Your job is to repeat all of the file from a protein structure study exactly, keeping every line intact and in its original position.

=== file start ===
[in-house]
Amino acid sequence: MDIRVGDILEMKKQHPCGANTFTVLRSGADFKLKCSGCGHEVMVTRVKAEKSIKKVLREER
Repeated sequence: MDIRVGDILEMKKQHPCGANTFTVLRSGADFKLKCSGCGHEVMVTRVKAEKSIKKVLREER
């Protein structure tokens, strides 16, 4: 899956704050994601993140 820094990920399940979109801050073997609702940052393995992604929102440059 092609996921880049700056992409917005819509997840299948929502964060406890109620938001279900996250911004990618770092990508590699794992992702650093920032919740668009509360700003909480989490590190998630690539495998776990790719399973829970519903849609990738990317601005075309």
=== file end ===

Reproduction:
[in-house]
Amino acid sequence: MDIRVGDILEMKKQHPCGANTFTVLRSGADFKLKCSGCGHEVMVTRVKAEKSIKKVLREER
Repeated sequence: MDIRVGDILEMKKQHPCGANTFTVLRSGADFKLKCSGCGHEVMVTRVKAEKSIKKVLREER
């Protein structure tokens, strides 16, 4: 899956704050994601993140 820094990920399940979109801050073997609702940052393995992604929102440059 092609996921880049700056992409917005819509997840299948929502964060406890109620938001279900996250911004990618770092990508590699794992992702650093920032919740668009509360700003909480989490590190998630690539495998776990790719399973829970519903849609990738990317601005075309």